Digital Goals 2030, a challenging road ahead

The European Commission's latest Digital Economy and Society Index (DESI) reveals a progressive improvement in the region's digital indicators. However, specific complementary measures are needed to incentivise investment to deliver on time to meet the European digital goals by 2030.

Digital goals and DESI Index

Last updated on 29/09/2022

9 min

Last July, the European Commission published the European Digital Economy and Society Index 2022 (DESI). This document is the European benchmark of progress and evolution in different digital components in the different Member States. Specifically, the DESI report covers the following indicators to measure the digital development of Member States:

1.- Human capital (digital skills and internet use)

2.- Digital infrastructures (connectivity)

3.- Integrating digital technology into business

4.- Digitisation of public services

The importance of this index must be understood in the framework of the ambitious objectives of the European Digital Compass and the process that Member States will have to implement to ensure their fulfilment. The different indicators monitored by DESI are perfectly correlated with the 2030 targets included in the Digital Decade Policy Agenda, as can be seen in the figure below.

Main Objectives of the Digital Decade 2030 Programme

Digital Decade targets
Source: European Commission (2022).

The DESI index has steadily evolved in recent years. This evaluation system is dynamic and regularly updated to adapt and, in this way, accompany the evolution of the digital development of society in Europe.

For example, in this evolution, the connectivity indicator on 4G coverage has disappeared from the monitoring variables as they have reached compliance percentages above 99% in the different Member States. On the side of the additions, the FTTP coverage indicator has been included, once fiber deployments (FTTP) have reached a certain maturity in the different European countries.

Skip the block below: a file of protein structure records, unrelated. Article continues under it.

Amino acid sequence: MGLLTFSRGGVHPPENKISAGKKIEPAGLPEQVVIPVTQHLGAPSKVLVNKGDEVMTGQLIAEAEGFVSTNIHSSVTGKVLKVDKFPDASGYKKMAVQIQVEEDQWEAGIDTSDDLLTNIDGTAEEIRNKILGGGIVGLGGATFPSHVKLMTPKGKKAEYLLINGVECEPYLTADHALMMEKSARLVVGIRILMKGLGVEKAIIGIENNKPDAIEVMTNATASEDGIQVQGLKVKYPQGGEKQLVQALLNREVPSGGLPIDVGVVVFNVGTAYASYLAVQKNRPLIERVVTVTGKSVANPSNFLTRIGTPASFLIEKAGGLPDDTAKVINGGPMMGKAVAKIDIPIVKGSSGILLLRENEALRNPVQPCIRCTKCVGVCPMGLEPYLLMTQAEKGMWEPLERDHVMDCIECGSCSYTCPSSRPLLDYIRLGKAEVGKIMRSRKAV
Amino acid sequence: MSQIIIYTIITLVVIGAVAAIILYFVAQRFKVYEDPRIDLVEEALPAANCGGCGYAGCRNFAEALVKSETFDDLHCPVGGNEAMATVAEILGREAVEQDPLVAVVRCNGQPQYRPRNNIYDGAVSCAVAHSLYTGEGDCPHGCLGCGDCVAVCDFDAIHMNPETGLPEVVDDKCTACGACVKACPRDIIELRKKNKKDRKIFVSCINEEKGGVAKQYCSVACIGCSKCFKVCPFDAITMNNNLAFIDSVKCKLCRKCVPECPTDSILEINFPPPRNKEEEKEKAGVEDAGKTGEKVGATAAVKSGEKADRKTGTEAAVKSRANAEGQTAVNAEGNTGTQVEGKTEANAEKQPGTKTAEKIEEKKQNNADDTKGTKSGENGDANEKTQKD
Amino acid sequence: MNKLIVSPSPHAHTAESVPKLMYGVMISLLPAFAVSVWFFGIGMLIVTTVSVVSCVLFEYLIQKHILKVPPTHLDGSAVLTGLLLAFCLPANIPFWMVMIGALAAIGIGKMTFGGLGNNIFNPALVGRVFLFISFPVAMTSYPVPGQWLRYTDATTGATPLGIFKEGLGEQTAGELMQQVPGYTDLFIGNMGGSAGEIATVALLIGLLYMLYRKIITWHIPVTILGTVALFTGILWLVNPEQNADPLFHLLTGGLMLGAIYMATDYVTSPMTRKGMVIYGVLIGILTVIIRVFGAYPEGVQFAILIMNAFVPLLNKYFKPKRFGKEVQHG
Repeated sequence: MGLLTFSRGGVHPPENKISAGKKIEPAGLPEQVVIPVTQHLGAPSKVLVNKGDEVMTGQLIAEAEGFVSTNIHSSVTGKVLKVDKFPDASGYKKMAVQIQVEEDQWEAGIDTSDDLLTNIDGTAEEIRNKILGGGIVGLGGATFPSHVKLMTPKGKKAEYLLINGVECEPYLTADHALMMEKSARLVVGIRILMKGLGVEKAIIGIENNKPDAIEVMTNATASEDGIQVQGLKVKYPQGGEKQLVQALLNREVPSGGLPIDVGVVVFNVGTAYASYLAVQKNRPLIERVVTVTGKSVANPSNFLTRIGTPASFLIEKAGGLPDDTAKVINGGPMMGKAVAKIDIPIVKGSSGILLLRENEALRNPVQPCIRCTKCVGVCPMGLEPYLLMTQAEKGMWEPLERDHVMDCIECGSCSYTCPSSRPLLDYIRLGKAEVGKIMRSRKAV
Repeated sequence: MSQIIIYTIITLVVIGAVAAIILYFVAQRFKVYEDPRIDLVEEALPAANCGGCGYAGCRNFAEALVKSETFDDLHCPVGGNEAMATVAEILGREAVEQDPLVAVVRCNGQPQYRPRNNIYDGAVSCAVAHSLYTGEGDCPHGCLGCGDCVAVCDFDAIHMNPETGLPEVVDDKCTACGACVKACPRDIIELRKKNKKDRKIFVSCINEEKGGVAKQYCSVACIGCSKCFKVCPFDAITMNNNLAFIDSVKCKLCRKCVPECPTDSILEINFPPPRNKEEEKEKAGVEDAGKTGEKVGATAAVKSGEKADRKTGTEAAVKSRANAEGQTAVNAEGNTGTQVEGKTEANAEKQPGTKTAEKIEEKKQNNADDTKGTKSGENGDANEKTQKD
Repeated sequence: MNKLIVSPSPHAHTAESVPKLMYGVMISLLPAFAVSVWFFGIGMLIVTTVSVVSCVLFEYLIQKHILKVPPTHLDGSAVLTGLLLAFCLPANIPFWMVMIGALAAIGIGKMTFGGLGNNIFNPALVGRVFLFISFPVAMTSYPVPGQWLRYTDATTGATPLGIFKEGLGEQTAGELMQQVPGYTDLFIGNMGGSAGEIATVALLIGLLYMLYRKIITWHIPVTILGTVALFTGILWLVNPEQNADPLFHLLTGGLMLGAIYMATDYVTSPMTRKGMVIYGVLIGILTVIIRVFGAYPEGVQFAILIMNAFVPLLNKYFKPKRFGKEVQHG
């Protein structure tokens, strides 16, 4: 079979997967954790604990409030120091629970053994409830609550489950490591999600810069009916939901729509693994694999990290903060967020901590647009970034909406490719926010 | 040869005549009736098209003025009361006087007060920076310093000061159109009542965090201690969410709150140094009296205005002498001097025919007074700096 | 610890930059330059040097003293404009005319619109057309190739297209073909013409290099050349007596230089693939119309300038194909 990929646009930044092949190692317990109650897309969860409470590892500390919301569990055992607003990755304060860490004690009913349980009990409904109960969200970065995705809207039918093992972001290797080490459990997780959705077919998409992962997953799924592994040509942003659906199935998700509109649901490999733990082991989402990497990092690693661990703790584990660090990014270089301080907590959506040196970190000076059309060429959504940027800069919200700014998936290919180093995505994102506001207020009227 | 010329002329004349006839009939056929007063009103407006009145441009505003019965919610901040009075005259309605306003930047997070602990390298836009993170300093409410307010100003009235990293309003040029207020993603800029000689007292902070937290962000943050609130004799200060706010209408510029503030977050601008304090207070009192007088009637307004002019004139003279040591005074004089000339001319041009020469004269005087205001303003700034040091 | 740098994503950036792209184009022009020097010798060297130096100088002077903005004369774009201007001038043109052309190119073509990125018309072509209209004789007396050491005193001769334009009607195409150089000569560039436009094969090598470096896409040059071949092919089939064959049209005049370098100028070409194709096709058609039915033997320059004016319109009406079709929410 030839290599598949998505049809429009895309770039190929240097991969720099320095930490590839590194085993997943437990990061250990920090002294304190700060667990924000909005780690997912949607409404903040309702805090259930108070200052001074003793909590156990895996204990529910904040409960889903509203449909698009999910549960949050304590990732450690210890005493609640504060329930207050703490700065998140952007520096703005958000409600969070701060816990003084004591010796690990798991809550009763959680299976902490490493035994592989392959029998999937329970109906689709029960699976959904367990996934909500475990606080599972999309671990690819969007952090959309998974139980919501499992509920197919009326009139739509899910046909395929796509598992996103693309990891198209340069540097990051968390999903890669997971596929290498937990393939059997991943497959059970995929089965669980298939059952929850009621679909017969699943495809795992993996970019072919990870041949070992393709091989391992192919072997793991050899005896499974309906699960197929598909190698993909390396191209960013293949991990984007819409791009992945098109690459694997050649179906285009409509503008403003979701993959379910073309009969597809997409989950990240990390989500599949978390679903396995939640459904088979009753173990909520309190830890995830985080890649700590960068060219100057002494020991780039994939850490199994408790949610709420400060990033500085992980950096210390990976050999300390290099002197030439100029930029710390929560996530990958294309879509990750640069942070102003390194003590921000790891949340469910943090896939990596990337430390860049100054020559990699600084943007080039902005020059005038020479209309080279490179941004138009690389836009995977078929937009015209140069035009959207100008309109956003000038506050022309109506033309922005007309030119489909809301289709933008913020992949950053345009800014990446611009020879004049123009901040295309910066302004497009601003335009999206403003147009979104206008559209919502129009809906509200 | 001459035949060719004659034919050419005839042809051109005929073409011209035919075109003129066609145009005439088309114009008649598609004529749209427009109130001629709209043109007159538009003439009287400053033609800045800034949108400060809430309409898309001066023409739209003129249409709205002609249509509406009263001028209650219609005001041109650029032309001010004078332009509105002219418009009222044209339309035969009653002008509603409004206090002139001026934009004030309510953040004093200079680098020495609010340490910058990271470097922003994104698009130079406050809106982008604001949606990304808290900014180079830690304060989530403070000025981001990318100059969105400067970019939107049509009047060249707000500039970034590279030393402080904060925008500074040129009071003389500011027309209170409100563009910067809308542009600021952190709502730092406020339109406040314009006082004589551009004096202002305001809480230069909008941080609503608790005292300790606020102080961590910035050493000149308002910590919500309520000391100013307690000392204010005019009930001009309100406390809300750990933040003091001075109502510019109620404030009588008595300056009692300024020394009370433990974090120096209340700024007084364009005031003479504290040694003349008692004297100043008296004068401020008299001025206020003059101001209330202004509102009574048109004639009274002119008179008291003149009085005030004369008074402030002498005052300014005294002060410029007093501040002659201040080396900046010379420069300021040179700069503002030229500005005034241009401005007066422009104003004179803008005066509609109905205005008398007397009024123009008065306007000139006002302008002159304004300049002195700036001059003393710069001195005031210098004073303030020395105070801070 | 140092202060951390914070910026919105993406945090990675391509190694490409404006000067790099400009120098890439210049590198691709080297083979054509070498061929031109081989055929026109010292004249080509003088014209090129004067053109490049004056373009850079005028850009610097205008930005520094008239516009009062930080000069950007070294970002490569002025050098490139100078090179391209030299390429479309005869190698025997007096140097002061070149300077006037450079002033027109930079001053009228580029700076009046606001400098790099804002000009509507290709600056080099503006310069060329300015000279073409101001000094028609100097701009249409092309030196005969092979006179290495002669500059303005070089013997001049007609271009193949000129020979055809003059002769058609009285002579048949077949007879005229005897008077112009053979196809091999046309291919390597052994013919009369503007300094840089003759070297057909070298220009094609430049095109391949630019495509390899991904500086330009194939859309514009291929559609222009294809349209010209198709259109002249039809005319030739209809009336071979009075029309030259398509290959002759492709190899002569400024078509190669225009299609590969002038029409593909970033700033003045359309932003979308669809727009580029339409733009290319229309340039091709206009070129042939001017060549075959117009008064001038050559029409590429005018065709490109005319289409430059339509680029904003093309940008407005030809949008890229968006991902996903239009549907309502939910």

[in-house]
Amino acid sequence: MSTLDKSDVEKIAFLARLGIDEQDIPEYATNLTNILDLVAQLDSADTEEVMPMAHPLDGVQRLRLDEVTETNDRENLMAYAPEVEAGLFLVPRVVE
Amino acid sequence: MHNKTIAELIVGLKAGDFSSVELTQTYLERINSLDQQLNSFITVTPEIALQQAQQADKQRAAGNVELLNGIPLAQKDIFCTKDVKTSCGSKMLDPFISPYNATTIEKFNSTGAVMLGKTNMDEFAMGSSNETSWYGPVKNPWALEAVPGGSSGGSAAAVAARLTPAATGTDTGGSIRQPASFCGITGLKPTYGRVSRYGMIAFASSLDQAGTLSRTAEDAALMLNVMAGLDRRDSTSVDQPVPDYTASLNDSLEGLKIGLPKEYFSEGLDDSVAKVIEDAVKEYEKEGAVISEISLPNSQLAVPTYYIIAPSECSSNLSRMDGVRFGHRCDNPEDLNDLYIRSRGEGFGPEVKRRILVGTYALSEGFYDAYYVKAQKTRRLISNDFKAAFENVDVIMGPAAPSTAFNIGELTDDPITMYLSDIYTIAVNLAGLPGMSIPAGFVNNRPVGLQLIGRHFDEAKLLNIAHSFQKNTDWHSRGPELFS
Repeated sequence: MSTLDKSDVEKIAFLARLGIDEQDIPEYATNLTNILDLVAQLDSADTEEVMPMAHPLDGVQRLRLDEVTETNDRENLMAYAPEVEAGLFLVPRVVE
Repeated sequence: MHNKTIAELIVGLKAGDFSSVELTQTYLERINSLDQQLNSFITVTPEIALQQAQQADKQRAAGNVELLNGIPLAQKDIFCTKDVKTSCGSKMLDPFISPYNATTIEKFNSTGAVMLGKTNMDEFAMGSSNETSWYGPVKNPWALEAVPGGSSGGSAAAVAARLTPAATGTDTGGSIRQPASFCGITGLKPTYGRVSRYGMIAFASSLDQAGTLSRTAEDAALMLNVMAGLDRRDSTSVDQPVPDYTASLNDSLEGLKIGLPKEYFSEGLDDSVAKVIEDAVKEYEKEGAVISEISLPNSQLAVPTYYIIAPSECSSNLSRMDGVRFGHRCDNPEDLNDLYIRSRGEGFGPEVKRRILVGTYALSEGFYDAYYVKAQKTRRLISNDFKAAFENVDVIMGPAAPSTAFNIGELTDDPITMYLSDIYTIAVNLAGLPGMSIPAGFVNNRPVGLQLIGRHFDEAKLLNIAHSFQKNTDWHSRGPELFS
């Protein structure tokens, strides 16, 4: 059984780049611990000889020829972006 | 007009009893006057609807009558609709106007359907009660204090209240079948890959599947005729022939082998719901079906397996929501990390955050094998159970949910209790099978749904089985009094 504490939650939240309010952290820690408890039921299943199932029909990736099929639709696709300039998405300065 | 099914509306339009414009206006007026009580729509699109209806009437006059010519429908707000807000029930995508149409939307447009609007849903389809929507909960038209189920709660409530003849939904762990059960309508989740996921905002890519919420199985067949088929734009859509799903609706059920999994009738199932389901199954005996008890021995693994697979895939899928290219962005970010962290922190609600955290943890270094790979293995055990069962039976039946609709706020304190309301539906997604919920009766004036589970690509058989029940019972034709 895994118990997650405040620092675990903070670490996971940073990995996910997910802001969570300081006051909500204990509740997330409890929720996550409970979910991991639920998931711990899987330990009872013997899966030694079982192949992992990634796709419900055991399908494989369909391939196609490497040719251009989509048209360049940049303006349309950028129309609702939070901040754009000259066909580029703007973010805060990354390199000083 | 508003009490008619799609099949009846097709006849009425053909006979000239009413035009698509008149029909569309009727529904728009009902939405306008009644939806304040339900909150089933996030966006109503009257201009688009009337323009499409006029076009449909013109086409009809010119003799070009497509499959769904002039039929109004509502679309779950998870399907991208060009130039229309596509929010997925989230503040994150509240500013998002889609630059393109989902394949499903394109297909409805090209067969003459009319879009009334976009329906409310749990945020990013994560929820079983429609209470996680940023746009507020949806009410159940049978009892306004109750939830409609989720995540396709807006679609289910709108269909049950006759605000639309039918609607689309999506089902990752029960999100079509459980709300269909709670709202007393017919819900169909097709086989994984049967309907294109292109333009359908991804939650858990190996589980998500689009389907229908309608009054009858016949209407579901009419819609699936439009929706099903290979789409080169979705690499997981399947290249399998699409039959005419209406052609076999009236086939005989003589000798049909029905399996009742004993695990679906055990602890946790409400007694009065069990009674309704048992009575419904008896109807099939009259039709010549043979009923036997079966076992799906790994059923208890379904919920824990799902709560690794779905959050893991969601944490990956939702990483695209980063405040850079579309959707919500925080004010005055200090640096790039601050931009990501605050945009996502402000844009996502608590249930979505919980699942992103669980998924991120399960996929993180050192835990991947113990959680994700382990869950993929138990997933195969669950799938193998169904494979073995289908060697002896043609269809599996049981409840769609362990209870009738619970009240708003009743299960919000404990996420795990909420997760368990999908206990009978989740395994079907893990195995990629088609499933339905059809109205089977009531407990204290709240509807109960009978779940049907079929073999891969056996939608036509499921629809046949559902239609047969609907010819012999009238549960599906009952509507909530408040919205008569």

Digital infrastructures and connectivity

One of the four variables monitored by DESI is digital connectivity. This component analyses indicators related to both the supply side (coverage) and the demand side (take-up) of both fixed and mobile networks. The comparative performance of the connectivity component in the different Member States is very illustrative.

Digital Economy and Society Index, Connectivity 2022

Digital Economy and Society Index, Connectivity

The main improvements compared to 2021 are a direct consequence of telecoms operators’ efforts in the mobile rollout of 5G and fibre networks.

The European average of 5G coverage has increased to 66% (+42 points compared to the previous year). On the demand side, there was a continued improvement in mobile broadband penetration, which reached 87% of the population.

Regarding fixed networks, it is worth highlighting the significant progress made in the Very High-Capacity Networks (VHCN) coverage providing capabilities similar to fibre. These networks have increased its coverage to 70% of households (+11 points vs 2021) thanks to the boost given by operators to fibre (FTTP) deployments at the national level.

Despite progress, rural coverage remains an unfinished business. Nearly 8.5% of these European households have no fixed network coverage and 32.5% of households still lack Next Generation Access (NGA) coverage. This is relevant considering that these networks would be the base for providing the Gigabit connectivity included in the 2030 objectives.

It should be noted that these areas are not totally isolated in terms of connectivity. 4G coverage at European level is above 99% while mitigating in the short term the negative effects of the lack of coverage in rural areas. Is precisely in this rural areas, where a great effort has been made to densify this type of mobile coverage in recent years, reducing the gap compared to urban areas.

In relation to the achievement of the 2030 Digital Compass targets, it should be noted that 21 of the 27 Member States have included initiatives to improve digital connectivity in their national recovery programmes. Italy, Spain, Poland and Greece are the countries that have dedicated the most significant amounts to these improvements.

Spain, on the podium of European connectivity